The Department of Trade and Industry (DTI) as chair of the Export Development Council (EDC) is expecting the approval of President Rodrigo Roa Duterte of the new Philippine Export Development Plan (PEDP) 2018-2022 after getting the endorsement of the country’s Economic Development Cluster last 14 June 2018.
The PEDP 2018-2022 is a five-year roadmap that identifies strategies that will support in reaching the country’s export targets and improving country’s export competitiveness.
“Past PEDPs have been helpful in setting the direction that we implement to attain our targets. With the new plan, we aim to level up our initiatives and address recurring issues through concrete and efficient action plans that will benefit both the public and the private sector,” said Trade and Industry Secretary Ramon M. Lopez.
In 2017, the PEDP identified a target of $92.15 billion in exports revenues for combined merchandise and services exports. PEDP has been instrumental in hitting the target and even exceeded it with actual exports revenue of $98.84 billion in 2017.
Lopez also mentioned the goal of the PEDP to synchronize initiatives that will help attain end-period target for exports of $122 billion by 2022 as identified in the Philippine Development Plan (PDP). Thus, instead of the usual PEDP as three-year rolling plan under the Export Development Act (RA 7844), the PEDP 2018-2022 extends until the end-period of the PDP.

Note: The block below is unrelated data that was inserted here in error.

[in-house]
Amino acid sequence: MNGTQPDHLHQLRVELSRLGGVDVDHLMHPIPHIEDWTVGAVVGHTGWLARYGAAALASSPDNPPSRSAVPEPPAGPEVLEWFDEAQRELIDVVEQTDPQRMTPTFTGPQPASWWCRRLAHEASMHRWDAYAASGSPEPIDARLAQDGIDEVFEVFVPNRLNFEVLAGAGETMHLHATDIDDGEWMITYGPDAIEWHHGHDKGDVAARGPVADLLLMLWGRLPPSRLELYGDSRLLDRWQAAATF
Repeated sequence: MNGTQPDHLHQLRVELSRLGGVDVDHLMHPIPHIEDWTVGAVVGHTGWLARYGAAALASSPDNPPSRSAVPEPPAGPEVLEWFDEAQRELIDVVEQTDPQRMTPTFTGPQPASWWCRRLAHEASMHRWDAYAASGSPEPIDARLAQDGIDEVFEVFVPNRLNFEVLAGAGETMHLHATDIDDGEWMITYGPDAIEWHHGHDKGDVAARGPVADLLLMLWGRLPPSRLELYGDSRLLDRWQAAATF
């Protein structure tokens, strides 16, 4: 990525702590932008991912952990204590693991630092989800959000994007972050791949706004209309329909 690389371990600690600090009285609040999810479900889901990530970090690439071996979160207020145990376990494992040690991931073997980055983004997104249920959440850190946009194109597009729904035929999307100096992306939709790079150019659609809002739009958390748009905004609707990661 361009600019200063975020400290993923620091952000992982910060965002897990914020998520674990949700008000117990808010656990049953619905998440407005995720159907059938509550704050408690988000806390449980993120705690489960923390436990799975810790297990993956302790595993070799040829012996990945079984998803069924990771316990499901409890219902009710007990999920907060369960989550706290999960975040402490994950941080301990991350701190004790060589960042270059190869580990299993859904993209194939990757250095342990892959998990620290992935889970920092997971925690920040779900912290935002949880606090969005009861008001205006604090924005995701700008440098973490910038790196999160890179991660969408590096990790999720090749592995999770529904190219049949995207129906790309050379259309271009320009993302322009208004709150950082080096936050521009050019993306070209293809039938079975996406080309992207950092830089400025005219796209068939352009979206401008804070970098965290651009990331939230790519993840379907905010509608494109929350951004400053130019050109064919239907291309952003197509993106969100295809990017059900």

“This intensifies the mandate to the Export Development Council and the DTI to strictly implement and efficiently cascade action plans as it becomes integral in attaining the medium-term plan in PDP and in the long-run, in attaining the Ambisyon 2040,” Lopez added.
The PEDP 2018-2022 identified three strategies that laid out action plans that will support the growth of the exports industry in the coming periods.
First strategy dwells on the government’s goal of improving the overall climate for export development through removal of unnecessary regulatory impediments, enhancement of trade facilitation, improved access to trade finance and exports’ competitiveness.
The second strategy identified is to exploit existing and prospective opportunities from trading arrangements. DTI has existing programs that aim to increase awareness on various opportunities offered by free trade agreements (FTAs) that the Philippines currently enjoys. In the new PEDP, the second strategy proposed a dedicated program like DTI’s Doing Business in Free Trade Areas (DBFTA) to strengthen promotion efforts to prospective and existing exporters.
Lastly, the plan proposed the crafting of comprehensive packages to promote select products and service sectors.
“We are working closely with the private sector and other government agencies in attaining success on this and we welcome the issuance of the Memorandum Circular No. 27 in October last year that directs all concerned and relevant agencies to strengthen the implementation of the PEDP in the coming periods with their identified roles and tasks,” said DTI Undersecretary for Trade and Investments Promotion Group Nora K. Terrado.
The memorandum further identifies the integral roles of the identified agencies in relation to the implementation of the PEDP. It explicitly linked PEDP with PDP further supporting their closer synchronization and strengthening time frames and targets. After the approval of the PEDP, the Export Development Council will hold stakeholder engagements across the country.